Percy Shelley’s work “Ozymandias” explores a barren landscape where once was life. Conversely, Robert Browning’s poem “My Last Duchess” conveys an individual’s dark reflection of a portrait on a wall. In these two poems, the power of nature emerges as a prominent theme underlining both works.
The power of nature is conveyed in these poems through considerations of mortality and immortality. In “Ozymandias,” the power of nature is most thoroughly recognized its religious connotations. In this way, it is as if Ozymandias initially has ultimate power. This is evident through his legacy ”Look at my works, Ye Mighty, and despair” he is comparing himself to God who is mighty. He is yet reduced to a half sunken statue this lifeless. This depicts that although the kind had all the power, he faces the same fate of all humans and that his works are truly not immortal. Conversely, in the poem “My Last Duchess”, the themes of natural power and immortality are displayed through the duke implying that he is God, he ”gave commands and all smiles stopped”. The duke is implicitly conveying that it is in his power to take life. This is ironic since the Duke himself is a mortal. Of course, one also recognizes Duke’s power over women. The Duke states, “I gave commands;/ Then all smiles stopped together.” In this way, he was the ultimate power over the Duchess’s life, making himself a God-like figure.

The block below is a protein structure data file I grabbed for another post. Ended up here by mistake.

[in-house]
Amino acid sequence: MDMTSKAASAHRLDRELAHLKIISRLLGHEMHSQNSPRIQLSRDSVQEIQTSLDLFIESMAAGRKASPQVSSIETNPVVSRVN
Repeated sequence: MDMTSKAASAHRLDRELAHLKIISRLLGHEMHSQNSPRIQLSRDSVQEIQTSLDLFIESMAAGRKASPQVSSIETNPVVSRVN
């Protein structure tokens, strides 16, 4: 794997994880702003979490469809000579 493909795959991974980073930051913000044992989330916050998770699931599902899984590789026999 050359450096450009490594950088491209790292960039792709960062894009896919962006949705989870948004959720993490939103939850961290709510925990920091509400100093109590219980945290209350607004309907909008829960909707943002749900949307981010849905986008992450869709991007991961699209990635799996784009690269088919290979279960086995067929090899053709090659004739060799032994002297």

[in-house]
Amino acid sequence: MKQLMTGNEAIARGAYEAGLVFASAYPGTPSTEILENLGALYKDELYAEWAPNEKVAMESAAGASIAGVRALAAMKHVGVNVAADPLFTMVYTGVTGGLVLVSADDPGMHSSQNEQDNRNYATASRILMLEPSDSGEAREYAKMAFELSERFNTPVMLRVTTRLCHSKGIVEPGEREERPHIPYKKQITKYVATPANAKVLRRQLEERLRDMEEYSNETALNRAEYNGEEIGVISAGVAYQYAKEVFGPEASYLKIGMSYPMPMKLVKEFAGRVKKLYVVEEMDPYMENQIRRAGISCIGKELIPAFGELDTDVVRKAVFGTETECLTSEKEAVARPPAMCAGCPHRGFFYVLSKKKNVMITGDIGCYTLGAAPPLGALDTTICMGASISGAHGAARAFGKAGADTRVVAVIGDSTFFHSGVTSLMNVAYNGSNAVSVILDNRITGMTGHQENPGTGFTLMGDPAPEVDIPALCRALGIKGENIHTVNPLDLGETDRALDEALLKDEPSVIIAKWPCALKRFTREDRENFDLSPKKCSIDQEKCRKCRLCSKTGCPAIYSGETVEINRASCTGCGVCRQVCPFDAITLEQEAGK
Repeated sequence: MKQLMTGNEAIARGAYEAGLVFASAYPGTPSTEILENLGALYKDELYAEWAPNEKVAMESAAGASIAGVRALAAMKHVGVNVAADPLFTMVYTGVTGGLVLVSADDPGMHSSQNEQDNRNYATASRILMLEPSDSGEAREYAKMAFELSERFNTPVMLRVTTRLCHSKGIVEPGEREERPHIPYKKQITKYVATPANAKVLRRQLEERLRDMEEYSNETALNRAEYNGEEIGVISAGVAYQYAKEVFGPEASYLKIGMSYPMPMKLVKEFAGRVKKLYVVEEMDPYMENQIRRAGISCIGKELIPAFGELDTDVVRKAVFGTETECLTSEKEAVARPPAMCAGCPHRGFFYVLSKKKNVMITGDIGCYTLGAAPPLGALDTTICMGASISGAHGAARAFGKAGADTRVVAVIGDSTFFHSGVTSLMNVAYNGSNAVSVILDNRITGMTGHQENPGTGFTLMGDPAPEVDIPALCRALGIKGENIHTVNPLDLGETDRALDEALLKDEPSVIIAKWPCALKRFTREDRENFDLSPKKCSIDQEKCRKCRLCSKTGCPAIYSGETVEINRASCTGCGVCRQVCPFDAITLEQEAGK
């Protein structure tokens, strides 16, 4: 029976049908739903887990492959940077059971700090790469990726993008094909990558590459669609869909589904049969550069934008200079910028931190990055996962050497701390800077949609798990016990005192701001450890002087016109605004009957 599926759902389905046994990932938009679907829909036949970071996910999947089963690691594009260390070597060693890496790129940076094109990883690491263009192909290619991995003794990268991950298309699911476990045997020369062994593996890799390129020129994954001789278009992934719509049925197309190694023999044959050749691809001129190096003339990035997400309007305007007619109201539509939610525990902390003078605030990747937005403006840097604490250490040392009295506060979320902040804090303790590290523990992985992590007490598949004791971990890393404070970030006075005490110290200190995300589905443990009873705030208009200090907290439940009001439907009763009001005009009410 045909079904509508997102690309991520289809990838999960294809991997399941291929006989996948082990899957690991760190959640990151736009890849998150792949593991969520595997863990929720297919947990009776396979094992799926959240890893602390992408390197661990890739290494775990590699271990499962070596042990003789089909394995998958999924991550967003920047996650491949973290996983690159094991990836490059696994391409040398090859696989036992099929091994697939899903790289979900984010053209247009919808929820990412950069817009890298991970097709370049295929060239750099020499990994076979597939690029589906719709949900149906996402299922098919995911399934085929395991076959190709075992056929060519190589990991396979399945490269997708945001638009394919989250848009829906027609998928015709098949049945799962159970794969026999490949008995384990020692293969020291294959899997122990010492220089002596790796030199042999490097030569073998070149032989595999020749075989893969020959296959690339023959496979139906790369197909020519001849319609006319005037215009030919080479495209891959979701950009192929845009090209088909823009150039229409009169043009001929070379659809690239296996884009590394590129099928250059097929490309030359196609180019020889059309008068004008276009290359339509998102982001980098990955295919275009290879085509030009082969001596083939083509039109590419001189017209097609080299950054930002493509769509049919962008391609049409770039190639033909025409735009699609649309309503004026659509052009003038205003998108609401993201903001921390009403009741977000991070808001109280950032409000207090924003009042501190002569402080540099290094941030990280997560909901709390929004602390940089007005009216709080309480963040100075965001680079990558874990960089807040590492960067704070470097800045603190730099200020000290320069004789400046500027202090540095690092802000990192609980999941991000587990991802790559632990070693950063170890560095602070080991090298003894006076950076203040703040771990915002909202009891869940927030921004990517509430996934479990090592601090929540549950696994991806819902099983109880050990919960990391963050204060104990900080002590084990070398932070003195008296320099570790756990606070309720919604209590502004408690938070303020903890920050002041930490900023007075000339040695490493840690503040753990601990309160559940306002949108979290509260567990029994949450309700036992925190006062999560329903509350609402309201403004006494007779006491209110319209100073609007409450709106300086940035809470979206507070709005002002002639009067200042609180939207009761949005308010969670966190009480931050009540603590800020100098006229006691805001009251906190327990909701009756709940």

The way these poems utilize the power of nature to convey their underlining messages also has similar and contrasting elements in relation to poetic form. In terms of form, both poems are the same in that they convey their theme and the power of nature through an iambic pentameter structure, with ten syllables per lines. This overarching structural control indirectly may reference the nature of power in both works through attempts in both instances of the individual to achieve control over their environment.
We can do it today.
Conversely, the rhyme scheme of the two poems diverges. Shelley’s poem implements a 1/3 rhyme scheme at different junctures during the power, but not consistently through the entire work. For example, Shelley writes, “Round the decay/ Of that colossal Wreck, boundless and bare/ The lone and level sands stretch far away” (Shelley, 11-13). Here, the rhyming occurs between decay and away, which lyrically highlights the destructive power of nature on the surrounding landscape over time. Conversely, Browning implements a 1 / 2 rhyme scheme at various junctures, “Paint/ Must never hope to reproduce the faint/ Half-flush that dies along her throat” (Browning, 17-18). In this example, paint and faint are rhymed as a means of showing the natural power that the woman’s lived-physiology has over her otherwise immortal representation in the image. Of course, one also recognizes the use of enjambment in this poem (and throughout the work), which may operate as a means of showing the Duke’s inability to exert control and power over himself. The tighter rhyme scheme in this work compared to Shelley’s may also function as a means of showing the closer power control relationship that exists in this poem as compared with Shelley’s work.
In conclusion, this research has compared and contrasted Percy Shelley’s work “Ozymandias”, with Robert Browning’s work “My Last Duchess” in relation to the ways the poets utilize the power of nature. Both poems implement this natural imagery in relation to the overriding theme of mortality and immortality. Ultimately, the use of natural imagery in these poems is effective because it has a timeless quality that remains relevant even centuries later.
- Browning, Robert. (2018). My Last Duchess by Robert Browning.
- Shelley, Percy. (2018). Ozymandias by Percy Bysshe Shelley.